Boy, seems like just yesterday I was talking about smart grid stuff. There’s more news: Tendril Networks, a smart grid start-up, has announced all the goods on its networked in-home energy display, called Tendril Residential Energy Ecosystem (TREE). There are a lot of versions of in-home energy displays out already, but the technology is pretty new so each new version is pretty unique, at least in layout.
Tendril’s in-home display takes the basic system that shows energy use at a given moment and builds upon it, providing information on how much money a home is spending on electricity at a given moment. This speaks much more loudly to the average consumer, since everyone knows what dollars mean. The software works with utilities’ back-office systems and devices that use ZigBee to generate the info. Tendril Insight, the actual display, reads information from advanced meters installed by the utilities to give users their real time updates that can be accessed on the web, and the information can be compared to other similar households so the competition can really get roaring among neighbors.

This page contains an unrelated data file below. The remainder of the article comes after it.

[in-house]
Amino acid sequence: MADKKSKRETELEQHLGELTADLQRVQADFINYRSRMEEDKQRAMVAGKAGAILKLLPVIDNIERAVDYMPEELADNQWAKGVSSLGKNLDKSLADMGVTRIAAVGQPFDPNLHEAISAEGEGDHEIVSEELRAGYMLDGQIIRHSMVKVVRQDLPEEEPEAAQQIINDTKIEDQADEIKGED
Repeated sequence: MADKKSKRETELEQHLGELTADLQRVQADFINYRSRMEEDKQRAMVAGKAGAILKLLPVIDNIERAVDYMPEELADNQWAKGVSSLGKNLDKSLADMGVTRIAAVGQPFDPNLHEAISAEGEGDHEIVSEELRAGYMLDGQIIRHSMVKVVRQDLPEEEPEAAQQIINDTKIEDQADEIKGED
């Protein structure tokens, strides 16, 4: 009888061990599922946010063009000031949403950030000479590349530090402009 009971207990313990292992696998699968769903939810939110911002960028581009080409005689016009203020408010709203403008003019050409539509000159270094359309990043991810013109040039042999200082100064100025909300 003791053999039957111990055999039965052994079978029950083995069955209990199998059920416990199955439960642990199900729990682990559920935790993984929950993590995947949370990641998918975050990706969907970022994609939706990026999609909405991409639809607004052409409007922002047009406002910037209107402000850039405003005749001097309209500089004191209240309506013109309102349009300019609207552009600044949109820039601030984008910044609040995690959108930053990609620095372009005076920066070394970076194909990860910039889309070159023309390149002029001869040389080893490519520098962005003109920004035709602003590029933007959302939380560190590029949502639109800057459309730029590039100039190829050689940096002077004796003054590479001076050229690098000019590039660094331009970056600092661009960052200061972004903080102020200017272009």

Saving money on energy is going to get pretty darn easy with systems like that – and it won’t cost too much to access. Tendril expects that by mid-2009, consumers with advanced meters can buy the hardware for somewhere between $30 and $50. How much all the other bells and whistles cost, I’m not sure. And access is admittedly still limited, since users need to update their junky old meters, and it works with ZigBee-enabled appliances, which aren’t yet universal.
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